Jordan’s method, by the way, is far, far superior to my little spin jig.  Her process is below copied straight from her blog:

How to dry your feathers

You will need: your arrows, a pot, water, and an oven/stove

  • Fill a pot with water and bring to a boil
  • Hold each arrow’s fletching over the steam
  • Patiently wait for the fletching to start to open up. Remember the fletchings will open the rest of the way as they dry.
  • Place the arrow in a clean dry spot with the points facing down until dry.
  • Repeat for all your arrows and turn off the stove.

I followed her instructions to a the word, I even made sure to turn off the stove.

See some pics of the process below:

Steaming the feathers, I could actually watch them open up, happened faster than I expected.

My half dozen, looking good again after a hot steam bath!

Jordan Sequillon’s posts really great information useful to all archers. Her blog address is as follows, just click to get there:

Thanks, C.

Moose or not a moose?

I work in a boatyard and this time of year in Maine is when all the stops come off in order to launch boats, nearly 300 at the yard I work at. Because of our short boating season launching time is always a bottleneck as customers clamor for their boats. It also leaves little time for much else.

Archery had been great as a diversion and a way to unwind, for a short bit after work, usually before/after dinner. I live on the edge of a large wooded area and what I’ve found most relaxing is to go into the woods and go roving. Roving is to walk trough the woods shooting decaying stumps at different distances. It is great practice, fun and you get to walk through nature. It’s also really fun to challenge yourself out there, my usual thing is to wonder if I can shoot through a small gap between trees or miss a branch that’s  in my way or hit a distant stump, etc.

I am also constantly amazed at how a short time amidst the trees can recharge my batteries. Nature is indeed a powerful healer.

A couple of weeks ago I was out there near dusk trampling about when I heard a loud bellowing. My ears pricked up and I stopped right in my tracks.. heard nothing so kept walking then heard that loud bellowing again. I knew it wasn’t a deer, for a split second I wondered if it was a bard owl who had lost his “who cooks for you” cadence but the more I heard him, the more I wondered if I wasn’t hearing a moose. Now moose are seen less in more populated southern Maine vs northern and Downeast Maine but they must get a bug about heading south now and then because one will appear somewhere down here and make the news and be the buzz around town. I heard him a few more times and then went inside to get something to record his bellow, where I found Laurel and kids watching an episode of Survivorman, which was a little surreal since I was just outside with a moose, I hurried back out but when I got to the woods, he was, of course, gone.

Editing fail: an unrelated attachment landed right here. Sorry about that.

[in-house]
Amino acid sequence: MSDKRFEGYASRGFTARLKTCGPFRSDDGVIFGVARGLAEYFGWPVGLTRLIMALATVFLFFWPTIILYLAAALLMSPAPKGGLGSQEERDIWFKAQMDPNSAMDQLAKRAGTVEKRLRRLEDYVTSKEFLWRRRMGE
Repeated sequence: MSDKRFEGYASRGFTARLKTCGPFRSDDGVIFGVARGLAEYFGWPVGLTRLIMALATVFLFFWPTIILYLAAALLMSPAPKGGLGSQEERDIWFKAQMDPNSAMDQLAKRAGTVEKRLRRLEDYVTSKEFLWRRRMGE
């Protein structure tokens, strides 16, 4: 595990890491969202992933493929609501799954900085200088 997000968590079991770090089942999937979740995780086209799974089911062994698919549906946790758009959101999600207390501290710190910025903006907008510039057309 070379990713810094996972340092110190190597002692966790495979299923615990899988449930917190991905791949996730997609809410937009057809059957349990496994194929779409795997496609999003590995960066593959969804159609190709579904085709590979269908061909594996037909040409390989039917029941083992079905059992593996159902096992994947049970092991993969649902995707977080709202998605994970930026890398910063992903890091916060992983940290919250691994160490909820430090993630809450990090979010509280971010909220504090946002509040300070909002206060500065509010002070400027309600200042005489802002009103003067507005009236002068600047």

Next day at work I spoke with a couple of people starting with John who just moved from Downeast Maine. I did my best bellowing imitation and he indeed thought it was a moose, he in turn thought I should listen to his crow call. He cupped his hands around his mouth, arced his body and let loose a great caw, best I ever heard.  I must say I was very impressed and confirmed in my belief that Maine boatyards house all sorts of interesting folks.

After hearing the caw and talking moose I was pretty excited so when I ran into Mike who grew up in Aroostook county, drinks Moxie and adds maple syrup to his mojitos, I knew I’d found my second confirmation source. I did my bellow and Mike indeed thought it must have been a moose.

I don’t know why it is that hearing a sound in the woods could become such an event in my life but I am sure glad of having experienced it and the interesting people around me.

In my last post I did a short video on stumpin’ below is the 2nd in that series, with more editing and a little suprise funny mishap at the end…